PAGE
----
Relaxation Revolution by Herbert Benson, MD, and William Proctor, JD, (Scribner, 2010) is the first disease-by-disease guide to treating illness through therapies based on the science and genetics of mind body healing. The strategies described in this book – which are supported by Dr. Benson’s extensive published research at Harvard Medical School and Massachusetts General Hospital – show you how to “switch off” or “switch on” gene activity associated with health and disease. The Benson-Henry Protocol, introduced to the general public in Relaxation Revolution, can be used to treat various medical problems, including:
- high blood pressure
- menopausal hot flashes
- many pains, including backaches and headaches
- and many other conditions
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Explore these articles related to life planning.
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To paraphrase Benjamin Franklin, the two things in life that are certain are death and taxes. Well, here’s a third. If you own assets and do not have a private estate plan, then you still have a state estate plan. This means that if you do not have an estate plan in place, upon your death your assets will be distributed in accordance with state law. The court’s decisions may or may not be to your liking, or in the best interest of your loved ones but hey, you’ll be gone anyway!
On a more serious note, creating an estate plan need not be complicated if you have professional assistance. If you are serious about planning for your loved ones after you pass then you should get an estate planning attorney to help you sort through the legal and financial issues. For example, should you establish a will, a trust or both? Who will take care of your children if both parents die? Should you involve your heirs in your planning process? These issues can be emotionally charged and are best sorted out with the assistance of a professional estate planning attorney. Further, be sure to review your plan regularly, as lives tend to take many twists and turns and estate laws vary by state.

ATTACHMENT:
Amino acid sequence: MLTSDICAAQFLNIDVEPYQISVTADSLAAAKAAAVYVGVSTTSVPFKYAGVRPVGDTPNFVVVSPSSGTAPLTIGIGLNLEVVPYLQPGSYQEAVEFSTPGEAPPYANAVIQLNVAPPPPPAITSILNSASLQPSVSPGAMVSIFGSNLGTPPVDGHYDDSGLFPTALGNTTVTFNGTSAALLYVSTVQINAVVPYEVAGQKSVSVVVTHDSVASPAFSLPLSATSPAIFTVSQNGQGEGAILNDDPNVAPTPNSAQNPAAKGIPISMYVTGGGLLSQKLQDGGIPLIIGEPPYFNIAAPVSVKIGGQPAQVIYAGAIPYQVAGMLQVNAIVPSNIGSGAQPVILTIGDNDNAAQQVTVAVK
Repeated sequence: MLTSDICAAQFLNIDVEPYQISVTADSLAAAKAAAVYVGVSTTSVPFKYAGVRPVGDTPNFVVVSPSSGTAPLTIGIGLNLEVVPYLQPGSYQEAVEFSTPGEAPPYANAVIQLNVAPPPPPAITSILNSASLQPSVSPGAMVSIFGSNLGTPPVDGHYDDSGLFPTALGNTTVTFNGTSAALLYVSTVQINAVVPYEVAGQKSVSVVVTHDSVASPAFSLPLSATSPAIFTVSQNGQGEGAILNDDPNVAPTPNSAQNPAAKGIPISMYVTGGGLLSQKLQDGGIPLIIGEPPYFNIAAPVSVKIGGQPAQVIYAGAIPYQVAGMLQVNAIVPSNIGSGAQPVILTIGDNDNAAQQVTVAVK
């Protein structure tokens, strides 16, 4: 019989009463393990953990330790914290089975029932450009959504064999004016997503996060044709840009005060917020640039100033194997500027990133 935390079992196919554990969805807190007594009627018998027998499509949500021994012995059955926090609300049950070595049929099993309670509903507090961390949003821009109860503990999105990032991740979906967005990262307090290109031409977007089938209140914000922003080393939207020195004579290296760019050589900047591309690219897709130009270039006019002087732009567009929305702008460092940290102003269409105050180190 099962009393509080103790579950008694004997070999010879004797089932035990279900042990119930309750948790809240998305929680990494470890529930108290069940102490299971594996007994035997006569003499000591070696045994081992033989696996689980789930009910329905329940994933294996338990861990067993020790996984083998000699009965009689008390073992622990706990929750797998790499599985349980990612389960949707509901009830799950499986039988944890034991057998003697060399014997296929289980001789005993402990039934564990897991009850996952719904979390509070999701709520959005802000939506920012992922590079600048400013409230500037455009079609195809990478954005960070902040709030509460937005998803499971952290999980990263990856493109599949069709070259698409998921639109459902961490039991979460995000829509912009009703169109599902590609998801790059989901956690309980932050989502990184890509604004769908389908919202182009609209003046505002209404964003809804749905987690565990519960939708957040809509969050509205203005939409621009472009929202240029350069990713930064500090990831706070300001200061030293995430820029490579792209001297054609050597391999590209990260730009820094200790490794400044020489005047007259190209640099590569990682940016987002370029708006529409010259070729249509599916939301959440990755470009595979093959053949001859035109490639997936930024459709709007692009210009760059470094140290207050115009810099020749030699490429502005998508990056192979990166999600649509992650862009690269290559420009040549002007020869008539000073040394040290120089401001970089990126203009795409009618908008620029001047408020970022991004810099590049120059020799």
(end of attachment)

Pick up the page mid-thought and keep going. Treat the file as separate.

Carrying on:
Here is an interesting article to get you started, Twelve Estate Planning Questions That Might Make You Squirm. I don’t particularly care for the title but the author makes some interesting points. Do you have any advice or articles you’d like to share about estate planning? Your comments are welcomed.
In June, I was part of a panel of speakers at the Life Planning Exchange (LPX) launch party in Boston. LPX, founded by Lisa A. Maini, is designed to help Baby Boomers & Gen X transition successfully through life changing events by exchanging knowledge, experiences and inspiration with industry professionals and peers in a casual, friendly atmosphere. The launch was a great success and reminded me yet again of the powerful need for holistic planning within the elder law sphere
… Read the rest of this article by by Matthew Karr, Esq., an LPX speaker, on his blog on MassHealth Planning and Elder Law.
This is a great question as it involves many aspects of transition, and options and solutions are as unique as the individuals and circumstances involved. From preparing meals and administering medications to managing finances and paying bills, there are multiple options to consider and solutions cannot be universally applied. Should you try to keep your parents in their own home for as long as possible or move them to a professionally managed facility while they are still able to care for themselves? What are the costs involved? How can you be sure that they are getting the best medical care and insurance coverage? In 10 Tips for Aging Parents , the author discusses the financial aspects of elder care and how to avoid some of the pitfalls. In addition to financial issues, legal issues for long-term care are discussed in How to Care for an Aging Parent. In The Dilemma of Taking Care of Elderly Parents, the author talks openly about the emotional aspects of taking care of parents while balancing your own needs, your job and your family.
Have you read any interesting articles about parental caregiving that you’d like to share? Your articles and comments are welcomed.